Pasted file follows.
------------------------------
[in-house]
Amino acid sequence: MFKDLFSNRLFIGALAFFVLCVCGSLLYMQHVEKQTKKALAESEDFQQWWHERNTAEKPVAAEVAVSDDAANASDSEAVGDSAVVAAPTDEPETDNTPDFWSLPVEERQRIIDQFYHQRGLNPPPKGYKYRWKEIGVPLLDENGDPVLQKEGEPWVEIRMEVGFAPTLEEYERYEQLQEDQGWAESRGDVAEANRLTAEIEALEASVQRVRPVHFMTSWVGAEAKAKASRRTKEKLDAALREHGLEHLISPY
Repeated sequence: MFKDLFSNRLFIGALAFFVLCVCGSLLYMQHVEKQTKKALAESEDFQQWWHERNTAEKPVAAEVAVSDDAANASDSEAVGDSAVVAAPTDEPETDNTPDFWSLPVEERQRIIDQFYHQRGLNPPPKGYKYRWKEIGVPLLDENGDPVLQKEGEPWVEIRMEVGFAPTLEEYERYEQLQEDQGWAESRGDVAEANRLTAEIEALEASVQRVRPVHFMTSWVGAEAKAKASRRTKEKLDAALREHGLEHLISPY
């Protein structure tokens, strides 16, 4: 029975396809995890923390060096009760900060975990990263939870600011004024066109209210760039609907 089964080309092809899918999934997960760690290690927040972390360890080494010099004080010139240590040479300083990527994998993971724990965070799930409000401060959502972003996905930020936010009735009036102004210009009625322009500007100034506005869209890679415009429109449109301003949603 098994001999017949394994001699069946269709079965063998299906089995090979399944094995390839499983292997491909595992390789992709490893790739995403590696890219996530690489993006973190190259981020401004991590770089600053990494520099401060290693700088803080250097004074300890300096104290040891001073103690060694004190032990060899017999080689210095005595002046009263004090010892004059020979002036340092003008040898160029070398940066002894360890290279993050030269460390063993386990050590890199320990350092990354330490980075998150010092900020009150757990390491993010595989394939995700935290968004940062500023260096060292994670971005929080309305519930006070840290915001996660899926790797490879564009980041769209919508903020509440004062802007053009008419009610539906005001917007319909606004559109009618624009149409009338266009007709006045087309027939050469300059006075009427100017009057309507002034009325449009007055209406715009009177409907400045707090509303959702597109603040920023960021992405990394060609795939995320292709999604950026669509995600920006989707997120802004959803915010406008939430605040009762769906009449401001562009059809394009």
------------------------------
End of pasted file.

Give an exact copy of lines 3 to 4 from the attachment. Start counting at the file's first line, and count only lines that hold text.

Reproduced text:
Repeated sequence: MFKDLFSNRLFIGALAFFVLCVCGSLLYMQHVEKQTKKALAESEDFQQWWHERNTAEKPVAAEVAVSDDAANASDSEAVGDSAVVAAPTDEPETDNTPDFWSLPVEERQRIIDQFYHQRGLNPPPKGYKYRWKEIGVPLLDENGDPVLQKEGEPWVEIRMEVGFAPTLEEYERYEQLQEDQGWAESRGDVAEANRLTAEIEALEASVQRVRPVHFMTSWVGAEAKAKASRRTKEKLDAALREHGLEHLISPY
């Protein structure tokens, strides 16, 4: 029975396809995890923390060096009760900060975990990263939870600011004024066109209210760039609907 089964080309092809899918999934997960760690290690927040972390360890080494010099004080010139240590040479300083990527994998993971724990965070799930409000401060959502972003996905930020936010009735009036102004210009009625322009500007100034506005869209890679415009429109449109301003949603 098994001999017949394994001699069946269709079965063998299906089995090979399944094995390839499983292997491909595992390789992709490893790739995403590696890219996530690489993006973190190259981020401004991590770089600053990494520099401060290693700088803080250097004074300890300096104290040891001073103690060694004190032990060899017999080689210095005595002046009263004090010892004059020979002036340092003008040898160029070398940066002894360890290279993050030269460390063993386990050590890199320990350092990354330490980075998150010092900020009150757990390491993010595989394939995700935290968004940062500023260096060292994670971005929080309305519930006070840290915001996660899926790797490879564009980041769209919508903020509440004062802007053009008419009610539906005001917007319909606004559109009618624009149409009338266009007709006045087309027939050469300059006075009427100017009057309507002034009325449009007055209406715009009177409907400045707090509303959702597109603040920023960021992405990394060609795939995320292709999604950026669509995600920006989707997120802004959803915010406008939430605040009762769906009449401001562009059809394009």